“While it's been understood that these organisations based their work on a Freirian methodology, there's never really been a formal study to investigate how those methodologies were manifested. My study was not just historical; I also wanted to determine if there were any lessons we could learn from Freire's methodologies and whether they have a place in today's non-formal arts education space," Williams explains.
His research has informed his work at the African Fashion Research Institute where he's a freelance curator and project manager. He recently developed an outline for a course called The Fold. Williams hopes to find more sustainable employment after completing his master's degree.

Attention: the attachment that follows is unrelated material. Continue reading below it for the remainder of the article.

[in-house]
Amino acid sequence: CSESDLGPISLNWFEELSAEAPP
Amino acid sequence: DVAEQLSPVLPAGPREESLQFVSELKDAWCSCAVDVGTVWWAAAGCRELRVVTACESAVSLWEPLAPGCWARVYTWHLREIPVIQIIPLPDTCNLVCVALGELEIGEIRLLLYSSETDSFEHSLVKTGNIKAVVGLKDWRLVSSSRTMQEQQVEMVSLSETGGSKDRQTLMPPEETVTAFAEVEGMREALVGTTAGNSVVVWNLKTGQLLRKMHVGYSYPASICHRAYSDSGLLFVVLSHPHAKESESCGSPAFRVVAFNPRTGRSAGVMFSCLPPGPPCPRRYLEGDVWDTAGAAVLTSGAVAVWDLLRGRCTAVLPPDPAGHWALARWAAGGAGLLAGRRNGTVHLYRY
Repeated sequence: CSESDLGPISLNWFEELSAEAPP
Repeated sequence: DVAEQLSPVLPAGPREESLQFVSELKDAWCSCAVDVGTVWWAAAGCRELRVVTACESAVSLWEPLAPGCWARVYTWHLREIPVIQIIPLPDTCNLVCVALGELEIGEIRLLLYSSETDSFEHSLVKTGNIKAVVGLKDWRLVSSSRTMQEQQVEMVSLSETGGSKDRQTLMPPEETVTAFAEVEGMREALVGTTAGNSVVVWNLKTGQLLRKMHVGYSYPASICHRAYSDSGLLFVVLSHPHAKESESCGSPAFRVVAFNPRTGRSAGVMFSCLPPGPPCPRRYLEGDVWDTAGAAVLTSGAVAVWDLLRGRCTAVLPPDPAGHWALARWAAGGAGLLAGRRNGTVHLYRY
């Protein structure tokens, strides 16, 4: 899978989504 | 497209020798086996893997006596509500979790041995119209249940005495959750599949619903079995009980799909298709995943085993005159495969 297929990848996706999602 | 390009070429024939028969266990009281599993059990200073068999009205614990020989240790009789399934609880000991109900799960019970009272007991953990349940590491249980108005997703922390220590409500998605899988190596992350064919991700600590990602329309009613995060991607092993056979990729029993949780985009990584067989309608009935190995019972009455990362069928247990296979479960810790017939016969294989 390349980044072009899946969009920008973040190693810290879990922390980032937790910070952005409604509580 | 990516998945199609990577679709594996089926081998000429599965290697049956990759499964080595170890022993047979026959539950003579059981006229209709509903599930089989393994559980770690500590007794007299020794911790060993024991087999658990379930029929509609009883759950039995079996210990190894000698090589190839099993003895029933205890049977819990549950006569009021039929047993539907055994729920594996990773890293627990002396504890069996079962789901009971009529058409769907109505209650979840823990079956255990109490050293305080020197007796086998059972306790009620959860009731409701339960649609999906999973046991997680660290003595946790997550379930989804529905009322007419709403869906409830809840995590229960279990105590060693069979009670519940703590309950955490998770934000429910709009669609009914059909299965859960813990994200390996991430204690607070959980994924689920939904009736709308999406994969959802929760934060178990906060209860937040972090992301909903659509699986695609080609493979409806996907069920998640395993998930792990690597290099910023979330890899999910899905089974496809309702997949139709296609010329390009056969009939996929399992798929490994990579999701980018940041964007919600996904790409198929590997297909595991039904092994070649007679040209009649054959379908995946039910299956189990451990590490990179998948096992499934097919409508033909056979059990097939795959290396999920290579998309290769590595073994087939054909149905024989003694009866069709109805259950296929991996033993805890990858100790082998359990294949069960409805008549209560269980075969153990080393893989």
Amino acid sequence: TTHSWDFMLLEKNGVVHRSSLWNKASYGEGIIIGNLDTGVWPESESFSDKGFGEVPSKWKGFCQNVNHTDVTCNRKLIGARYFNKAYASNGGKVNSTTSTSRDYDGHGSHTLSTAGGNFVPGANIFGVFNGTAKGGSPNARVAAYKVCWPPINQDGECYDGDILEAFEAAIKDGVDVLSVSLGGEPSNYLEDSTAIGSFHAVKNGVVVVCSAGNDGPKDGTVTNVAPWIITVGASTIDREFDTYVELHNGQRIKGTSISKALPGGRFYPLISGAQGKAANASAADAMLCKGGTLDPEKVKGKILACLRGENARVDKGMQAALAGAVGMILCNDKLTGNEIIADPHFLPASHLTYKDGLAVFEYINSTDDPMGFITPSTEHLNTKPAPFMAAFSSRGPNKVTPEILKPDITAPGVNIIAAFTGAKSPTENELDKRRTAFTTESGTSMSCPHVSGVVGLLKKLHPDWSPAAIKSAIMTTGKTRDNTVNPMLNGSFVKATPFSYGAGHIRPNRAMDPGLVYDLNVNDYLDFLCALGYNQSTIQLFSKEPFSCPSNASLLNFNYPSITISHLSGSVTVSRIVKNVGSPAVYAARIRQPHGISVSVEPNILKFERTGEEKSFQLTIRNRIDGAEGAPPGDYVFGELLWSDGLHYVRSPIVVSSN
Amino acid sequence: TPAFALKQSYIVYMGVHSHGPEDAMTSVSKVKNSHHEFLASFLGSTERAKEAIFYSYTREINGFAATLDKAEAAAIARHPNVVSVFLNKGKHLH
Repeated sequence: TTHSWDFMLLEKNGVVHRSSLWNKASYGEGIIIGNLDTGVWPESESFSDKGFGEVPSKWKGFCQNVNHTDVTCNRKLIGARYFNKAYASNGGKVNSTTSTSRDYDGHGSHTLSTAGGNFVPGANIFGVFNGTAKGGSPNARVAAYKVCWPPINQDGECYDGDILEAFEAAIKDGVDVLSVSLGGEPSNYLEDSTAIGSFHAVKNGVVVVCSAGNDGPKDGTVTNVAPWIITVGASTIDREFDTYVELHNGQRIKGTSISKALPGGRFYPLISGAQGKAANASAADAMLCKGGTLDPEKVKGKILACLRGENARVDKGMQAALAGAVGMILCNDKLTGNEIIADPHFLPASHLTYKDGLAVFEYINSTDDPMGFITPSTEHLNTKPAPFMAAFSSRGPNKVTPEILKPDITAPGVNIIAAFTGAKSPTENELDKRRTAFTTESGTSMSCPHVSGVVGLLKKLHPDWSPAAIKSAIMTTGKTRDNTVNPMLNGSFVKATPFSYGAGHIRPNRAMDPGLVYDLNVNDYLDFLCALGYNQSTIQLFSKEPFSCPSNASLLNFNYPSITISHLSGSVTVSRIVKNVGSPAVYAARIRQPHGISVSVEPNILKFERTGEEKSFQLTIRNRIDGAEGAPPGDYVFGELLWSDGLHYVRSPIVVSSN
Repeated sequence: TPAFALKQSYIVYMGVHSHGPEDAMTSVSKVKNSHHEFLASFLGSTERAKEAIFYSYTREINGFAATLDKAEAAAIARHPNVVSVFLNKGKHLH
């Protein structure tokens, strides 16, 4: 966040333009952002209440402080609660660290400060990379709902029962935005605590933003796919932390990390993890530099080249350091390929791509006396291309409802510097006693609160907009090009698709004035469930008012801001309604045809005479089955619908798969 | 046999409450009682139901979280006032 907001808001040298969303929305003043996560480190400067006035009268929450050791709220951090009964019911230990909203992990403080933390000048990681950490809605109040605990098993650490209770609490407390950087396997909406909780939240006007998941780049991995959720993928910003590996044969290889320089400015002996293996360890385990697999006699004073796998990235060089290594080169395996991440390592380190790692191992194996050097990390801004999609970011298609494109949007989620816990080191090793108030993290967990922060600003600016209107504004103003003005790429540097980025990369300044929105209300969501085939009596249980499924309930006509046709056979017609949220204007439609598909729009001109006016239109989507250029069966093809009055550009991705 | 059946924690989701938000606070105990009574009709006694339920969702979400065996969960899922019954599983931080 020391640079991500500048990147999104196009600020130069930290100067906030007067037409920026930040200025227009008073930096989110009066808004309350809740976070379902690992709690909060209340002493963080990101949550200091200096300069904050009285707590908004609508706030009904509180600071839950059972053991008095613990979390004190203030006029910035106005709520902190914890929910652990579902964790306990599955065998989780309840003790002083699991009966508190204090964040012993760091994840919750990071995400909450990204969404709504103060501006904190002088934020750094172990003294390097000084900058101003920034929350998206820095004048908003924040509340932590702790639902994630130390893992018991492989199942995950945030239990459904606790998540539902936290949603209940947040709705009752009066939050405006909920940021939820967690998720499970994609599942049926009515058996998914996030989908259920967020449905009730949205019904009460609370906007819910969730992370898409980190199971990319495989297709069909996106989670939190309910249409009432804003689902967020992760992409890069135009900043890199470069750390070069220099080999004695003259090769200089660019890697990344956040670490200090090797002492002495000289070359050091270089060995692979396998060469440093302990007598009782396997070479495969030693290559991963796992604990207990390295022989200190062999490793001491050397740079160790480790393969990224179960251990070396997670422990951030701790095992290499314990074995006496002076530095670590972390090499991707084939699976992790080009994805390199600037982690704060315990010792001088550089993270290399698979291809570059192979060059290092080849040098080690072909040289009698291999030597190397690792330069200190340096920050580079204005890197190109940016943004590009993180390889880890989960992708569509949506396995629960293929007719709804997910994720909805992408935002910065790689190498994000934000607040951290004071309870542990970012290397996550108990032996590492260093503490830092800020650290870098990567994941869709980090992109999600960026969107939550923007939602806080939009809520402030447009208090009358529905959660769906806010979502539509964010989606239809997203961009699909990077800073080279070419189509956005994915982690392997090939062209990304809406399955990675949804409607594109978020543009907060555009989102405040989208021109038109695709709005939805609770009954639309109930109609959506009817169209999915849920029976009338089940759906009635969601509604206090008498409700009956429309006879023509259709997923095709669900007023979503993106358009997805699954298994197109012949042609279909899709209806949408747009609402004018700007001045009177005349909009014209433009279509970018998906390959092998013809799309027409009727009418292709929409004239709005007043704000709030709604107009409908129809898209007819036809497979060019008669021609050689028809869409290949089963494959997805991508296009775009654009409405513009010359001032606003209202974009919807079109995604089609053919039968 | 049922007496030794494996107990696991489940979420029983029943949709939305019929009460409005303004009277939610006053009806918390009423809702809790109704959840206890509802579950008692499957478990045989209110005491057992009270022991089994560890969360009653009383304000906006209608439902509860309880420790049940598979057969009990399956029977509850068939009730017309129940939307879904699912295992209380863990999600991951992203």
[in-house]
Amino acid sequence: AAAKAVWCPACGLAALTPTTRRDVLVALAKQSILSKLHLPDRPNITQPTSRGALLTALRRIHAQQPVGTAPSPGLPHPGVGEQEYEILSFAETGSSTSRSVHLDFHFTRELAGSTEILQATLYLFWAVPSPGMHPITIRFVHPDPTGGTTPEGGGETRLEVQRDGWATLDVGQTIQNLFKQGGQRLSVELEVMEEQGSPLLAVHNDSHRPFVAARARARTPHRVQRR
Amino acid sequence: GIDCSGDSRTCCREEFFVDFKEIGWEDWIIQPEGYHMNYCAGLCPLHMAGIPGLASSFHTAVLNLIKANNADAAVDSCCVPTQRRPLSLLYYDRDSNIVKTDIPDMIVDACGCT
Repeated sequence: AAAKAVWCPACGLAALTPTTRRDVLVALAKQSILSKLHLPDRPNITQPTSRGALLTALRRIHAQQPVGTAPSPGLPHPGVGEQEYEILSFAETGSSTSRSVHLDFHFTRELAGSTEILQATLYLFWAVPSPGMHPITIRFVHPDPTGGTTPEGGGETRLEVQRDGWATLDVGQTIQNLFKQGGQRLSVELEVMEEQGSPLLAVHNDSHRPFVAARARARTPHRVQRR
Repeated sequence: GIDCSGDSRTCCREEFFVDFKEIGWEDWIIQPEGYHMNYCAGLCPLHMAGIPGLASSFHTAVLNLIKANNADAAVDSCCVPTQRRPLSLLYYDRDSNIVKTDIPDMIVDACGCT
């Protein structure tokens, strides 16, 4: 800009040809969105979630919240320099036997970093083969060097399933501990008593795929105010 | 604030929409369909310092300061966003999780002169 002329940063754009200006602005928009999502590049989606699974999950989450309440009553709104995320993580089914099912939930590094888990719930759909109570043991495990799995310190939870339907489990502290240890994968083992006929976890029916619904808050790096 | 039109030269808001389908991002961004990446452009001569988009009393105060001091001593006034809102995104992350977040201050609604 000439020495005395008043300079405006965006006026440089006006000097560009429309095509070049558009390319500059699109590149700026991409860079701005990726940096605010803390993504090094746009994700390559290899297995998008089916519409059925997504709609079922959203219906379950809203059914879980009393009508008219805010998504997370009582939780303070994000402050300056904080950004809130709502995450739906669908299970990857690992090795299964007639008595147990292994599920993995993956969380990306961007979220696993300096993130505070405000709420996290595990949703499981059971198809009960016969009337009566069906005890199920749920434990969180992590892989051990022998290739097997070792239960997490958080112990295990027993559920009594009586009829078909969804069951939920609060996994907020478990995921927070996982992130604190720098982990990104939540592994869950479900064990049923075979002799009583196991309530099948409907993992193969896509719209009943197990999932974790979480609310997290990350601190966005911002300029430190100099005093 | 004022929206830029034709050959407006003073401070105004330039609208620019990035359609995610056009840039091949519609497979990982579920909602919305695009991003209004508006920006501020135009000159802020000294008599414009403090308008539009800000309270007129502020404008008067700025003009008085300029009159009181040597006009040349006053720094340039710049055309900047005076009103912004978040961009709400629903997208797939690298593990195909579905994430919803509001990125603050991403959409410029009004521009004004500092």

When he received his hard-won degree certificate, Williams dedicated his achievement to a very special group of people. “I hope that young people, whether they're artists or dream of being an engineer, a scientist or a doctor, can see that there was another young boy on the Cape Flats who had a dream and made it despite many challenges. Whether you're from Bellville, Heideveld or Mannenberg, just know there are alternative, non-traditional routes through the academic journey that allow you to be innovative. You just have to embrace the opportunities."
PHOTO: Stefan Els